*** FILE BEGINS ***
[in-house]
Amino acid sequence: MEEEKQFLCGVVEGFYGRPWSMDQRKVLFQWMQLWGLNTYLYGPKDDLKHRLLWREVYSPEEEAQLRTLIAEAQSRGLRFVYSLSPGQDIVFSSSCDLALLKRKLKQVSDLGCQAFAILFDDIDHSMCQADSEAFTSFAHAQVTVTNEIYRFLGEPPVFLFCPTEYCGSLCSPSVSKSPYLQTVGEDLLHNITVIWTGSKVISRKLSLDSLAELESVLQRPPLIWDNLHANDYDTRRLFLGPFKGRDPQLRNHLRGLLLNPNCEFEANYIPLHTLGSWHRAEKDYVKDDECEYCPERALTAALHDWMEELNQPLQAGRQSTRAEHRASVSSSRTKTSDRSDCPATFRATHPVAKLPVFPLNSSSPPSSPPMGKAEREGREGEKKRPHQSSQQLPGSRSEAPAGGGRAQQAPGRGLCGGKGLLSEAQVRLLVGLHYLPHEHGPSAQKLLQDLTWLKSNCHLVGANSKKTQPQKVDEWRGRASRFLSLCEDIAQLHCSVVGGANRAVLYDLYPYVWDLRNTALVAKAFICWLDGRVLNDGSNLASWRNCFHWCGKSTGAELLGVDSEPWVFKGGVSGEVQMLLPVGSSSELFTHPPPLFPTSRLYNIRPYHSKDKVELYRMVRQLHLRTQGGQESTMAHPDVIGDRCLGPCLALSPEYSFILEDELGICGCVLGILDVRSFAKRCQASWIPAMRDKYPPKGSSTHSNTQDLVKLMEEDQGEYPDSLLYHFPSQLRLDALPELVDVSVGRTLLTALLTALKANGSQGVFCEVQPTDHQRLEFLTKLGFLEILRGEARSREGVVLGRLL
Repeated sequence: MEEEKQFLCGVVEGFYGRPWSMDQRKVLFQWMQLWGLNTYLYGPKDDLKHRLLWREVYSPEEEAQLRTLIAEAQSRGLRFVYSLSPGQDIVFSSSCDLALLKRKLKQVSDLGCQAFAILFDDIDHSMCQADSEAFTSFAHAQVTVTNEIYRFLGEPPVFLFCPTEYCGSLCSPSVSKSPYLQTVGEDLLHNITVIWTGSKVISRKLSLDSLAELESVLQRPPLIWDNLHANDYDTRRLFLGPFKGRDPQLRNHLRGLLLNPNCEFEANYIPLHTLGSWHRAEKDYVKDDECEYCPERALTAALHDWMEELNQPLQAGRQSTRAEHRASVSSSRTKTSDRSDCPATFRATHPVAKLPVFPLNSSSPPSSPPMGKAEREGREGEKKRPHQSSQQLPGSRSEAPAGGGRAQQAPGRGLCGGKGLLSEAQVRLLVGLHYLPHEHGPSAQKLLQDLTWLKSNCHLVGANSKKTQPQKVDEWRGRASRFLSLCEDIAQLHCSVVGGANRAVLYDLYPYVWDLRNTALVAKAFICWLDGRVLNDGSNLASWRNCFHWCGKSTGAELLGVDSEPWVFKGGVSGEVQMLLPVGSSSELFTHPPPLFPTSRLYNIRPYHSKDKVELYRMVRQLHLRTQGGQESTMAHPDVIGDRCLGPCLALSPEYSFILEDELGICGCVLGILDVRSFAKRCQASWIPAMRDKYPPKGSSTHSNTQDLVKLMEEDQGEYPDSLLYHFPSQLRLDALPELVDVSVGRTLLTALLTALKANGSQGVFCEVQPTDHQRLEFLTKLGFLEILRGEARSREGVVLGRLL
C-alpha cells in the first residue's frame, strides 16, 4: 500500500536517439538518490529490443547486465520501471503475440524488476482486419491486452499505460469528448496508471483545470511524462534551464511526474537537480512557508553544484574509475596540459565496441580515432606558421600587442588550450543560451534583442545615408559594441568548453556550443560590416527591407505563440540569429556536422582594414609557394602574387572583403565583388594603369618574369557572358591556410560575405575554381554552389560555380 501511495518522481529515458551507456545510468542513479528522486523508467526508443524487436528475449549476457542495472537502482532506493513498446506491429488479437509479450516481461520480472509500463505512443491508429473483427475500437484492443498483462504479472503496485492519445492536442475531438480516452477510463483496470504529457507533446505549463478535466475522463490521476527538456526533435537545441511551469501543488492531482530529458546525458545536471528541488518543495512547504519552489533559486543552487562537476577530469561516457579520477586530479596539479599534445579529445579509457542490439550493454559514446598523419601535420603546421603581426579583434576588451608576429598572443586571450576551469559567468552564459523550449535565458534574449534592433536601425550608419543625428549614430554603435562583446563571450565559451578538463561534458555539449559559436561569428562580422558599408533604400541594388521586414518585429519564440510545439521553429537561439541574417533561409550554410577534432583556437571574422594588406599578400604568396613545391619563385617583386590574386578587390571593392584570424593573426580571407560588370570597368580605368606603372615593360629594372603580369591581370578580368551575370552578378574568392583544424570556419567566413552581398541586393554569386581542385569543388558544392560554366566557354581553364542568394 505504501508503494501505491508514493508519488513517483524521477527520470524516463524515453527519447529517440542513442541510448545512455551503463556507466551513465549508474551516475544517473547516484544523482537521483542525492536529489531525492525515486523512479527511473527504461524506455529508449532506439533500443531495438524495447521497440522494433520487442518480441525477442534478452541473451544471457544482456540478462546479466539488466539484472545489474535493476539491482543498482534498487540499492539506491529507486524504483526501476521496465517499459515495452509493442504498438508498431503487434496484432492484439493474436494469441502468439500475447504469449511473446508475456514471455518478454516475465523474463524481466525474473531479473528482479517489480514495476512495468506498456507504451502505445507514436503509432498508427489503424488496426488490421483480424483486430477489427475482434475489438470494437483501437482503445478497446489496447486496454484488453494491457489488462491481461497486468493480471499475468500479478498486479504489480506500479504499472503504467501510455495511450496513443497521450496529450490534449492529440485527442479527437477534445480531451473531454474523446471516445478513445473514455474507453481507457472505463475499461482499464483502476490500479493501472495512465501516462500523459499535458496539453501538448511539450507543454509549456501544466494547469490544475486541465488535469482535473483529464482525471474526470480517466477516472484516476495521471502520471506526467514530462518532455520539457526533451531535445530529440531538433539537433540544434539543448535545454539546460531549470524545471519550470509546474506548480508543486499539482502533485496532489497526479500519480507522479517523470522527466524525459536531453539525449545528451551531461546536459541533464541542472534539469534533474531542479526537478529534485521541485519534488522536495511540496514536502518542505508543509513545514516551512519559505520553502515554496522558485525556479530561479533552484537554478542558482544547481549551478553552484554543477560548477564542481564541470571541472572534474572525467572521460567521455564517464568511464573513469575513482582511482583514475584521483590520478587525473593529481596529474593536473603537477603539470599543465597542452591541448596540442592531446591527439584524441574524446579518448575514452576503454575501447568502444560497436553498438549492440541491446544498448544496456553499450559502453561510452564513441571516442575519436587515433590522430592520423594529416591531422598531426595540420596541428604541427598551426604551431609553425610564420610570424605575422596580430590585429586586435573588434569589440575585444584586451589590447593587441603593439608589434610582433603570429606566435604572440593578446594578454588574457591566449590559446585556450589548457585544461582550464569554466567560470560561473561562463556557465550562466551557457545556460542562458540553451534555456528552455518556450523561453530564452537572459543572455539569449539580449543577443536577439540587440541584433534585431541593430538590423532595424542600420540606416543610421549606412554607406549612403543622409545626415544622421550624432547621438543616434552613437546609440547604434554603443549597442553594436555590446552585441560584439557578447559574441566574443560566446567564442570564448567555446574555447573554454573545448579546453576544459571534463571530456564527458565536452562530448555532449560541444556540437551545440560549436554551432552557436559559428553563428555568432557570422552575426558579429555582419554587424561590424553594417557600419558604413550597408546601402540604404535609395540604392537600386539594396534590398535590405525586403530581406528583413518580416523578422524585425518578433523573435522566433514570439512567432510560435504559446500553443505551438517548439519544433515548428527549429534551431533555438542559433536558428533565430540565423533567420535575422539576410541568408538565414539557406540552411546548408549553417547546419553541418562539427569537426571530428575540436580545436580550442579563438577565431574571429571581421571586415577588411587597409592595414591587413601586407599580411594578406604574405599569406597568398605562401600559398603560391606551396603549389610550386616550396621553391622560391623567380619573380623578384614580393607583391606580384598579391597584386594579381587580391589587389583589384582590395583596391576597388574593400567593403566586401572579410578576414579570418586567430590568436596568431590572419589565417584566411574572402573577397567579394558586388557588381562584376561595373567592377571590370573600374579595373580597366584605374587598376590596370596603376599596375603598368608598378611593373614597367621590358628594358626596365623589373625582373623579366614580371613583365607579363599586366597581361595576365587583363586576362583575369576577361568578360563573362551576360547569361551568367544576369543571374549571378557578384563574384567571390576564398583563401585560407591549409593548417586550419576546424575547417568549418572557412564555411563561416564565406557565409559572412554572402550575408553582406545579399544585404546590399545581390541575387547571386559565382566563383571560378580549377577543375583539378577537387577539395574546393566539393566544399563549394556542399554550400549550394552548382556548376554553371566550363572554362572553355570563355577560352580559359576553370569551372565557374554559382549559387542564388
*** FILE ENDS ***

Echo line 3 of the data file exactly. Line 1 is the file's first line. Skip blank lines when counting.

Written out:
Repeated sequence: MEEEKQFLCGVVEGFYGRPWSMDQRKVLFQWMQLWGLNTYLYGPKDDLKHRLLWREVYSPEEEAQLRTLIAEAQSRGLRFVYSLSPGQDIVFSSSCDLALLKRKLKQVSDLGCQAFAILFDDIDHSMCQADSEAFTSFAHAQVTVTNEIYRFLGEPPVFLFCPTEYCGSLCSPSVSKSPYLQTVGEDLLHNITVIWTGSKVISRKLSLDSLAELESVLQRPPLIWDNLHANDYDTRRLFLGPFKGRDPQLRNHLRGLLLNPNCEFEANYIPLHTLGSWHRAEKDYVKDDECEYCPERALTAALHDWMEELNQPLQAGRQSTRAEHRASVSSSRTKTSDRSDCPATFRATHPVAKLPVFPLNSSSPPSSPPMGKAEREGREGEKKRPHQSSQQLPGSRSEAPAGGGRAQQAPGRGLCGGKGLLSEAQVRLLVGLHYLPHEHGPSAQKLLQDLTWLKSNCHLVGANSKKTQPQKVDEWRGRASRFLSLCEDIAQLHCSVVGGANRAVLYDLYPYVWDLRNTALVAKAFICWLDGRVLNDGSNLASWRNCFHWCGKSTGAELLGVDSEPWVFKGGVSGEVQMLLPVGSSSELFTHPPPLFPTSRLYNIRPYHSKDKVELYRMVRQLHLRTQGGQESTMAHPDVIGDRCLGPCLALSPEYSFILEDELGICGCVLGILDVRSFAKRCQASWIPAMRDKYPPKGSSTHSNTQDLVKLMEEDQGEYPDSLLYHFPSQLRLDALPELVDVSVGRTLLTALLTALKANGSQGVFCEVQPTDHQRLEFLTKLGFLEILRGEARSREGVVLGRLL